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Looking for PHP Jobs in the Leeds area?
You have come to the right place. Edmonds Commerce are actively recruiting PHP developers in the Leeds area. We have more work on than we can handle and that’s only likely to grow even more.
If you are from anywhere in or around Leeds, Bradford, Hunslet, Beeston Hill, Knowsthorpe, Kirkstall, Belle Isle, Farnley, Beeston, Killingbeck, Meanwood, Bramley, Adel, Stanningley, Moortown, Gildersome and looking for PHP work then get in touch.
MySQL has a nice feature that you may well not have used called Triggers.
These are little SQL statements that are tied to events on table and then perform some extra work.
The idea being that you will check the values for a row and if they meet some conditions you will take some further action. You might usually do this kind of thing in code but if you really must be certain that in a certain circumstance a certain action will be taken, then triggers are a good option because regardless which bit of code makes the change you can be sure your rules will be enforced.
Of course this ties you to a specific DB platform so its not something you should over use. There can also be performance issues so you need to bear that in mind.
Anyway, assuming you know what you are letting yourself in for and have read the documentation here is my little summary.
First you need to give your trigger a name. Choose something descriptive.
Then you need to associate it to an even (UPDATE, INSERT etc) and also decide whether to do it BEFORE or AFTER. If you are not sure, use BEFORE – it’s generally the one you want to use.
CREATE TRIGGER do_something BEFORE UPDATE ON table ...
The next bit is boiler plate as far as I can gather, just whack it in. It delimits your actual statement and tells it to be run for each updated row.
FOR EACH ROW BEGIN
Then do your test
IF ((NEW.column < 1) AND (OLD.column >=1)) THEN
Note the NEW and OLD keywords there.
You have a choice of using the NEW and OLD keyword to access existing (OLD) and about to be set (NEW) data for each column.
Note also, this is only possible if you use the BEFORE event as opposed to AFTER, hence generally just sticking to using BEFORE
Now, enforce your requirements
SET NEW.another_column = 0; SET NEW.and_another_column = 0; SET NEW.and_another = 'cheese';
Then wrap it up
END IF; END;
There’s another bit that I totally missed which caused me issues – you need to wrap the whole thing in a delimiter statement:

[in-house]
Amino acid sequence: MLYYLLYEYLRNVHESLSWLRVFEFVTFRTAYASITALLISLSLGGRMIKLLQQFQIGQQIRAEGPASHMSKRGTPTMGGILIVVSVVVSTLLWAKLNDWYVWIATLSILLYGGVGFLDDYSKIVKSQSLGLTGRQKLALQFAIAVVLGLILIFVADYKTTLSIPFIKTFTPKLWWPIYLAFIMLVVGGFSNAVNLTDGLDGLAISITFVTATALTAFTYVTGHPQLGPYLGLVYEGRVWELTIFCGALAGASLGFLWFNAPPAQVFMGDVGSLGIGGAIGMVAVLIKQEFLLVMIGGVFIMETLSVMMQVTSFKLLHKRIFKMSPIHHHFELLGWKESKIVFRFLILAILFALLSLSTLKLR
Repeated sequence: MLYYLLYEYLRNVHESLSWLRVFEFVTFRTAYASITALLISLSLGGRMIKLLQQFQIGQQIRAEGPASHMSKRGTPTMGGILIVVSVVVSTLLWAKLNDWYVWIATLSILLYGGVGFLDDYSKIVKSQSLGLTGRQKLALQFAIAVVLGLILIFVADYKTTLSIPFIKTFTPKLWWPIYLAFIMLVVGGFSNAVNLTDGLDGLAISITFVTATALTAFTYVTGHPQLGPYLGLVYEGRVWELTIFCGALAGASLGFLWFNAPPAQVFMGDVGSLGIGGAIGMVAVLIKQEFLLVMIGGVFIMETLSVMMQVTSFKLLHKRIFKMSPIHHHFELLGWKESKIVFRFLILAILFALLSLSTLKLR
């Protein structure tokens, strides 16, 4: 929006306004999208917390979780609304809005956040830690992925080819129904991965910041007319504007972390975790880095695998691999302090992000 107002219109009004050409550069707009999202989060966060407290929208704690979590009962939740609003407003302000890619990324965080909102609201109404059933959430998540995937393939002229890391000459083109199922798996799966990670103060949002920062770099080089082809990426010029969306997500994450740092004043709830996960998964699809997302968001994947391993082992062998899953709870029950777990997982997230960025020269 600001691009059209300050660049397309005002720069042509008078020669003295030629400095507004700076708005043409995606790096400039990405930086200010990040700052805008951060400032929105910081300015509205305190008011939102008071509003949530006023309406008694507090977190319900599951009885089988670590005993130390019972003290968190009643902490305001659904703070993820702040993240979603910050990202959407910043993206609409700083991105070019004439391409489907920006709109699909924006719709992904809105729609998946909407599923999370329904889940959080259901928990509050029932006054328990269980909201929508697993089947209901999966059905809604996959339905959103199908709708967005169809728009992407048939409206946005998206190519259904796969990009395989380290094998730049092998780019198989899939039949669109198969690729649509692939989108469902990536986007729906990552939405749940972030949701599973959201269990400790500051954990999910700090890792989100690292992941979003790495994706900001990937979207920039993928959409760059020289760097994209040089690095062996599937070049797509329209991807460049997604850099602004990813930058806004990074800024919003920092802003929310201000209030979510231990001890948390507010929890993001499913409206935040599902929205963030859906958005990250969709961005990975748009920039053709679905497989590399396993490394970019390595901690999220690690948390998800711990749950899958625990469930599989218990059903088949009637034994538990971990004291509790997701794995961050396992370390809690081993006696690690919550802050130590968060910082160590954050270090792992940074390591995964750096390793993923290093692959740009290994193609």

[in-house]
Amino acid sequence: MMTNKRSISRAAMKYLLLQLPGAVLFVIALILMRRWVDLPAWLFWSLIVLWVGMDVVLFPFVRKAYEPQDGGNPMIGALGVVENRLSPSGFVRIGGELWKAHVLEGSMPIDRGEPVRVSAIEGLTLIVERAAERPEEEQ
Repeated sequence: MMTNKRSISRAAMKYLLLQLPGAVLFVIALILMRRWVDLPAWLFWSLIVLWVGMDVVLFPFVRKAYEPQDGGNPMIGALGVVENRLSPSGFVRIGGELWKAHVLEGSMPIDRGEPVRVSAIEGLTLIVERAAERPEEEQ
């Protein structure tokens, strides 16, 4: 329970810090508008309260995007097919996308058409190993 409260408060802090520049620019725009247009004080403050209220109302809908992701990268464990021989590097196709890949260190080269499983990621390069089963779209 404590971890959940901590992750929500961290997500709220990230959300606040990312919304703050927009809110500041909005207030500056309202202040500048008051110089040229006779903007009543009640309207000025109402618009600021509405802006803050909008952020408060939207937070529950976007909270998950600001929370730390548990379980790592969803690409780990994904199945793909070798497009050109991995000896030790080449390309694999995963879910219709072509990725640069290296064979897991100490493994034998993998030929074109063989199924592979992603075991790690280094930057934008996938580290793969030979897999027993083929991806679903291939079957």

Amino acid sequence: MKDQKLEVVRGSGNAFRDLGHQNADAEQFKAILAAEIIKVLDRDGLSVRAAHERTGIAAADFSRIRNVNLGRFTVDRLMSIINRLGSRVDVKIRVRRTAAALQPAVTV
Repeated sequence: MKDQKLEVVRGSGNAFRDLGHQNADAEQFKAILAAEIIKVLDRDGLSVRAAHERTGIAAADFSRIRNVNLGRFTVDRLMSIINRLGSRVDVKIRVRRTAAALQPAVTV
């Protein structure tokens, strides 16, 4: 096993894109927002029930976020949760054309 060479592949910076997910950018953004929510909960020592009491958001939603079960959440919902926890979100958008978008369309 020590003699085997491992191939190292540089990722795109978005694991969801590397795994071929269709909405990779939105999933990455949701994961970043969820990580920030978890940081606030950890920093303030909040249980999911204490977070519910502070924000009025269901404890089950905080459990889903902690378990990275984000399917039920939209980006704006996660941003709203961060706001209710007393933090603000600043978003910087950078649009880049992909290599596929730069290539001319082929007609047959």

delimiter // ... the statement END;// delimiter;
So the full final thing should look like this:
delimiter // CREATE TRIGGER do_something BEFORE UPDATE ON table FOR EACH ROW BEGIN IF ((NEW.column < 1) AND (OLD.column >=1)) THEN SET NEW.another_column = 0; SET NEW.and_another_column = 0; SET NEW.and_another = 'cheese'; END IF; END; // delimiter;
Another point to mention is – just use the CLI for handling these, don’t try to use phpMyAdmin etc – it doesn’t really work.
Edmonds Commerce are currently (and practically always) looking for talented PHP developers to join the team.
Please see this page about PHP Developer Jobs in Leeds
We are starting to get more and more international clients primarily from America and Australasia. It’s great to be getting a more global market, though keeping track of client’s local time is sometimes confusing.
Then the thought occurs: “I’m using Linux, there’s bound to be an excellent app to help me deal with this”.
Turns out there is and its included with Ubuntu as standard.
The desktop clock, normally displayed in the top right actually has functionality to allow you to add as many extra locations as you want, so with a single click you can check the current time in whatever locations you want.
To set these up, simply click the clock which then drops down a calendar view. At the bottom of that view there is a Locations option. Click that to display a map and also an [Edit] button.
Hit the [Edit] button and you can add whatever locations you wish. Once they are set up you can check the local time for any of your locations by simply clicking the clock in the top right again.
Awesome. Got to love Ubuntu and Linux